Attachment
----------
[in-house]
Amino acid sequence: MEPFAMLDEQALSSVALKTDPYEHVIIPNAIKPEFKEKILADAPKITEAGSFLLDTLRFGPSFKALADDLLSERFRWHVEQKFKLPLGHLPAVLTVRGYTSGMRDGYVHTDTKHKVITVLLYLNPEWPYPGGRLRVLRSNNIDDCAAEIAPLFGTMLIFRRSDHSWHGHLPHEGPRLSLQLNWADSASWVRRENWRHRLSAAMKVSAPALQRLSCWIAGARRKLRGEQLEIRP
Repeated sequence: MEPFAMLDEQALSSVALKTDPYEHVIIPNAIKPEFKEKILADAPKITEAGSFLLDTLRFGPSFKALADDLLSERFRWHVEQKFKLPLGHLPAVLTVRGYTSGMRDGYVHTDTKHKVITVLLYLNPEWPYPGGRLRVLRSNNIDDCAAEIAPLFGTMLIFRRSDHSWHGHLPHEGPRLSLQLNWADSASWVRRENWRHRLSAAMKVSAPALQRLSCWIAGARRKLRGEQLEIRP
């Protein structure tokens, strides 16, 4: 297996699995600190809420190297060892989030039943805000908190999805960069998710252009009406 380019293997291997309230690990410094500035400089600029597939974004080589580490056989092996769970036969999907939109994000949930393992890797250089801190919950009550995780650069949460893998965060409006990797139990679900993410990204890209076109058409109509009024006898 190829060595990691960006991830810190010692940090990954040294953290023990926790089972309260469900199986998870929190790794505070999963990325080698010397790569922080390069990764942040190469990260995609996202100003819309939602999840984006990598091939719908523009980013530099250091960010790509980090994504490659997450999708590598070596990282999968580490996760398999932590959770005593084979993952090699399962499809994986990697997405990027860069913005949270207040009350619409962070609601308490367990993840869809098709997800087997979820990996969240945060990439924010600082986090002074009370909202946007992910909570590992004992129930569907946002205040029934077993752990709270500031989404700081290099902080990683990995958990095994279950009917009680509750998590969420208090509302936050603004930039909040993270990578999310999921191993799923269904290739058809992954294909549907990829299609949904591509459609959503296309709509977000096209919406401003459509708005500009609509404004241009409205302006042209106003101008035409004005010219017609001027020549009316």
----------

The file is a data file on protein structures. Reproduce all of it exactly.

[in-house]
Amino acid sequence: MEPFAMLDEQALSSVALKTDPYEHVIIPNAIKPEFKEKILADAPKITEAGSFLLDTLRFGPSFKALADDLLSERFRWHVEQKFKLPLGHLPAVLTVRGYTSGMRDGYVHTDTKHKVITVLLYLNPEWPYPGGRLRVLRSNNIDDCAAEIAPLFGTMLIFRRSDHSWHGHLPHEGPRLSLQLNWADSASWVRRENWRHRLSAAMKVSAPALQRLSCWIAGARRKLRGEQLEIRP
Repeated sequence: MEPFAMLDEQALSSVALKTDPYEHVIIPNAIKPEFKEKILADAPKITEAGSFLLDTLRFGPSFKALADDLLSERFRWHVEQKFKLPLGHLPAVLTVRGYTSGMRDGYVHTDTKHKVITVLLYLNPEWPYPGGRLRVLRSNNIDDCAAEIAPLFGTMLIFRRSDHSWHGHLPHEGPRLSLQLNWADSASWVRRENWRHRLSAAMKVSAPALQRLSCWIAGARRKLRGEQLEIRP
């Protein structure tokens, strides 16, 4: 297996699995600190809420190297060892989030039943805000908190999805960069998710252009009406 380019293997291997309230690990410094500035400089600029597939974004080589580490056989092996769970036969999907939109994000949930393992890797250089801190919950009550995780650069949460893998965060409006990797139990679900993410990204890209076109058409109509009024006898 190829060595990691960006991830810190010692940090990954040294953290023990926790089972309260469900199986998870929190790794505070999963990325080698010397790569922080390069990764942040190469990260995609996202100003819309939602999840984006990598091939719908523009980013530099250091960010790509980090994504490659997450999708590598070596990282999968580490996760398999932590959770005593084979993952090699399962499809994986990697997405990027860069913005949270207040009350619409962070609601308490367990993840869809098709997800087997979820990996969240945060990439924010600082986090002074009370909202946007992910909570590992004992129930569907946002205040029934077993752990709270500031989404700081290099902080990683990995958990095994279950009917009680509750998590969420208090509302936050603004930039909040993270990578999310999921191993799923269904290739058809992954294909549907990829299609949904591509459609959503296309709509977000096209919406401003459509708005500009609509404004241009409205302006042209106003101008035409004005010219017609001027020549009316």